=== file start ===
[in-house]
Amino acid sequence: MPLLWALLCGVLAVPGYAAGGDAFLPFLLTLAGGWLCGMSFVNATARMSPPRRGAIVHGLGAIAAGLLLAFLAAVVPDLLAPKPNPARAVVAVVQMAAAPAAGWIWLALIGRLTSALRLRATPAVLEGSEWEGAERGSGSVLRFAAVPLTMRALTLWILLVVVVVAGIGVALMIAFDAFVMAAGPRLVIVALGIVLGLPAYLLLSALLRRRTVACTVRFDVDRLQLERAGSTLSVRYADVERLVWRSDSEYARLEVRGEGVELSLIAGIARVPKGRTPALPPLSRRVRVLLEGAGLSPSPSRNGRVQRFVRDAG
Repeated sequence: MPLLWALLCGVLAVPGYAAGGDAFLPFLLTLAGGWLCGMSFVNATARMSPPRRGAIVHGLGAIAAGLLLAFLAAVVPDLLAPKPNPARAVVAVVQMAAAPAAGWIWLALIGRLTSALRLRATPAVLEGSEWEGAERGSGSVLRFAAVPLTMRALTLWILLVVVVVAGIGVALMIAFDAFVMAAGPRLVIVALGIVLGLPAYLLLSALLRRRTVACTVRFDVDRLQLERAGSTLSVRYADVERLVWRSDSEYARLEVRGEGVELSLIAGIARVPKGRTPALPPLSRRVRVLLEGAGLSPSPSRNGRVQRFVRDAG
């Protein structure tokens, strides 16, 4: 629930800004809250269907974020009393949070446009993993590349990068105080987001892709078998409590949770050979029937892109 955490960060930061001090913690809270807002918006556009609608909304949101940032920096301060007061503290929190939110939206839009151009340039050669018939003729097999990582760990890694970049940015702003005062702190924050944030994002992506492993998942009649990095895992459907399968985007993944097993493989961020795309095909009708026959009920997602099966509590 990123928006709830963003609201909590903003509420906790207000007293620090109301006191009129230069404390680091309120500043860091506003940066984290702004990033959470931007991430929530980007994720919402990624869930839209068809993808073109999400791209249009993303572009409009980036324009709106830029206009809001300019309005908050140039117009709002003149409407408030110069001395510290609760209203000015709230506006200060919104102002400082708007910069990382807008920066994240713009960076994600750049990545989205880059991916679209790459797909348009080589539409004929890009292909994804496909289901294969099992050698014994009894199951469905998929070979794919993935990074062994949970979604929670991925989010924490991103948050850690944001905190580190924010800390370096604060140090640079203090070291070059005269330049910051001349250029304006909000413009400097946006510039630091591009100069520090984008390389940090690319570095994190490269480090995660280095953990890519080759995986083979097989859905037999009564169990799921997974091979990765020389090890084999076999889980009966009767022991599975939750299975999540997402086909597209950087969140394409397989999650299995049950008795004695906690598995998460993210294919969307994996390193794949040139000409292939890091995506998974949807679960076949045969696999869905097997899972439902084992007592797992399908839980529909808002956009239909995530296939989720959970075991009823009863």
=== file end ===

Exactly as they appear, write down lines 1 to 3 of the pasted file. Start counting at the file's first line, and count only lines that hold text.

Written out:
[in-house]
Amino acid sequence: MPLLWALLCGVLAVPGYAAGGDAFLPFLLTLAGGWLCGMSFVNATARMSPPRRGAIVHGLGAIAAGLLLAFLAAVVPDLLAPKPNPARAVVAVVQMAAAPAAGWIWLALIGRLTSALRLRATPAVLEGSEWEGAERGSGSVLRFAAVPLTMRALTLWILLVVVVVAGIGVALMIAFDAFVMAAGPRLVIVALGIVLGLPAYLLLSALLRRRTVACTVRFDVDRLQLERAGSTLSVRYADVERLVWRSDSEYARLEVRGEGVELSLIAGIARVPKGRTPALPPLSRRVRVLLEGAGLSPSPSRNGRVQRFVRDAG
Repeated sequence: MPLLWALLCGVLAVPGYAAGGDAFLPFLLTLAGGWLCGMSFVNATARMSPPRRGAIVHGLGAIAAGLLLAFLAAVVPDLLAPKPNPARAVVAVVQMAAAPAAGWIWLALIGRLTSALRLRATPAVLEGSEWEGAERGSGSVLRFAAVPLTMRALTLWILLVVVVVAGIGVALMIAFDAFVMAAGPRLVIVALGIVLGLPAYLLLSALLRRRTVACTVRFDVDRLQLERAGSTLSVRYADVERLVWRSDSEYARLEVRGEGVELSLIAGIARVPKGRTPALPPLSRRVRVLLEGAGLSPSPSRNGRVQRFVRDAG